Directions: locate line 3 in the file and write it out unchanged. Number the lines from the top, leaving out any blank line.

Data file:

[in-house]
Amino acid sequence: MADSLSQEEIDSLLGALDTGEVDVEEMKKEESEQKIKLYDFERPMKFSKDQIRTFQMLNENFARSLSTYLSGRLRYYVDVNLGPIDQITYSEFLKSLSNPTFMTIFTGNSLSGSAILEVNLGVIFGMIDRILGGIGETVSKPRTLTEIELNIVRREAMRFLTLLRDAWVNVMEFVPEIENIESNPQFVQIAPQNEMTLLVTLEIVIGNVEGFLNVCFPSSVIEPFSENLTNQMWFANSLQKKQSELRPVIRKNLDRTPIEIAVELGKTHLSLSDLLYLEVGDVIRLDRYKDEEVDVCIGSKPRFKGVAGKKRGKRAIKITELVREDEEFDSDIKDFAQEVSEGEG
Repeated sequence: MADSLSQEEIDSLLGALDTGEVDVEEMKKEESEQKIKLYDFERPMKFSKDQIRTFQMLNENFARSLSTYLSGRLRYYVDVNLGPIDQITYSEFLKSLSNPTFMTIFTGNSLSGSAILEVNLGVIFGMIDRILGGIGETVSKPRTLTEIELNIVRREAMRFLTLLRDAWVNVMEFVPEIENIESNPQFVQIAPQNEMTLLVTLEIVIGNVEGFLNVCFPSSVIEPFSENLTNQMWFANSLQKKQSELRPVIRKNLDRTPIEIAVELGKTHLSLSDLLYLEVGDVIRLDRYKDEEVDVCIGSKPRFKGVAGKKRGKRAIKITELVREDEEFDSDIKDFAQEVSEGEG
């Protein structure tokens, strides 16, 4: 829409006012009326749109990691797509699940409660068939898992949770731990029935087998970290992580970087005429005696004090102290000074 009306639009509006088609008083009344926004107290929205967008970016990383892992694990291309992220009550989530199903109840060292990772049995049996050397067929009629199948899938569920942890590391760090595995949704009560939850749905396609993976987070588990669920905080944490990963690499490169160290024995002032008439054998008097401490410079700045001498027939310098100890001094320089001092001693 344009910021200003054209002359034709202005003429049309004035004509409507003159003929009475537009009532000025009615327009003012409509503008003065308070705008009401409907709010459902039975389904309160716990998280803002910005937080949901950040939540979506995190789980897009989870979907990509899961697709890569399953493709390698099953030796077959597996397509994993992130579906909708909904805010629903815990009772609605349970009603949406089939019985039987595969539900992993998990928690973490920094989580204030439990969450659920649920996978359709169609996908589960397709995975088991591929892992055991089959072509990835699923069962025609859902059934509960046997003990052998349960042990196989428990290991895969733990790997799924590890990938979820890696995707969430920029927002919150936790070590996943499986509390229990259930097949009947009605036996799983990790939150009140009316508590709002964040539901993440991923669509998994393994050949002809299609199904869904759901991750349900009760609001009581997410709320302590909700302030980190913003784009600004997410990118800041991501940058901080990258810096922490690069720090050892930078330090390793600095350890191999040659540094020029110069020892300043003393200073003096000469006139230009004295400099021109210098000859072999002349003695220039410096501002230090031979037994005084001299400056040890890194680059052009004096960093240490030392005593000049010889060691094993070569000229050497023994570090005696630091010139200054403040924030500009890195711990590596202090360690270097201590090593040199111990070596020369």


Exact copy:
Repeated sequence: MADSLSQEEIDSLLGALDTGEVDVEEMKKEESEQKIKLYDFERPMKFSKDQIRTFQMLNENFARSLSTYLSGRLRYYVDVNLGPIDQITYSEFLKSLSNPTFMTIFTGNSLSGSAILEVNLGVIFGMIDRILGGIGETVSKPRTLTEIELNIVRREAMRFLTLLRDAWVNVMEFVPEIENIESNPQFVQIAPQNEMTLLVTLEIVIGNVEGFLNVCFPSSVIEPFSENLTNQMWFANSLQKKQSELRPVIRKNLDRTPIEIAVELGKTHLSLSDLLYLEVGDVIRLDRYKDEEVDVCIGSKPRFKGVAGKKRGKRAIKITELVREDEEFDSDIKDFAQEVSEGEG